That was the question the NY Times asked this week:
This week, the Republican presidential candidate Rick Santorum said that it was snobbish to think that everyone should aspire to go to college because some people have skills and interests that aren’t academic. But is enough done to help those people secure income without higher education? Is the value of a college degree exaggerated? If not, are colleges doing enough to help disadvantaged students, and others, succeed?
It’s also a question we’ll asking at “Access, Competition, and For-Profit Higher Education” this fall because it is a question that gets to the heart of most contemporary debates in higher education.
Missing from many of these debates is a basic truth: there isn’t enough upward social mobility to go around (to that end I recommend “The Coming Jobs War” by Jim Clifton).
I am a devout believer in education for the sake of edification and knowledge. However, I am not a huge fan of acquiring that edification at today’s college prices. That is true for not-for-profits as well as for-profits. The reality is that most people attending college are doing so because they hope to exchange that acquired knowledge (or social capital or credential depending on your ideological position) for material capital. Not all higher education is equipped to facilitate that kind of exchange. That’s something we seem to intuit. Less often intuited is that this is not entirely the fault of higher education but of the greater U.S. economy.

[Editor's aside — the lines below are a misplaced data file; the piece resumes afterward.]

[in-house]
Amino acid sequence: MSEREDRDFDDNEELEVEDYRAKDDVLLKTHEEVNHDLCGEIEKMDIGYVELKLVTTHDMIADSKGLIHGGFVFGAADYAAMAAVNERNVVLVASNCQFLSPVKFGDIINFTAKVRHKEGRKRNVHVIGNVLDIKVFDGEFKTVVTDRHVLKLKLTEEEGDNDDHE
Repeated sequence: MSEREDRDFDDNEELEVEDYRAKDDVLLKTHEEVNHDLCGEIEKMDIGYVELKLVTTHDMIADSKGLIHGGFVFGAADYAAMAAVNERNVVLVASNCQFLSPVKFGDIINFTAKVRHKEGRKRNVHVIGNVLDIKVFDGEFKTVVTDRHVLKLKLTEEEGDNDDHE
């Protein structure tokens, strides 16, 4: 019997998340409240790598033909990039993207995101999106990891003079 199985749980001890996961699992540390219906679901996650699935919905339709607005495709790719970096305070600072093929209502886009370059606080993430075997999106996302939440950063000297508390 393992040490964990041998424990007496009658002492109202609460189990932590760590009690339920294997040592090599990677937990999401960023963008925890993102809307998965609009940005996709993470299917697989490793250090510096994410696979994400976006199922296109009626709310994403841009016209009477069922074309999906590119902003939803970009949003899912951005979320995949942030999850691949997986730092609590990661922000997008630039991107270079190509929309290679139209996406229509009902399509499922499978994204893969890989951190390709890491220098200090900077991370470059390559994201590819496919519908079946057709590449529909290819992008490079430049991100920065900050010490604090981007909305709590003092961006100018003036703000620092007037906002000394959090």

What are the legitimate options for the millions of people who need upward mobility and not an expensive credential? What industries will absorb that labor? For generations excess labor kind of hung out in colleges waiting for a labor opportunity to materialize. And for many generations that’s mostly worked out although differently for different kinds of people and absolutely with different outcomes for different kinds of people. But we may be facing a real possibility of a college system that cannot continue to absorb the millions who have been shut out of the labor market indefinitely in hopes of some innovation that will expand the market.
Any discussion of whether or not everyone should go to college should probably also be asking, “where else will they go?”
That’s the question for the ages.
Tressie McMillan Cottom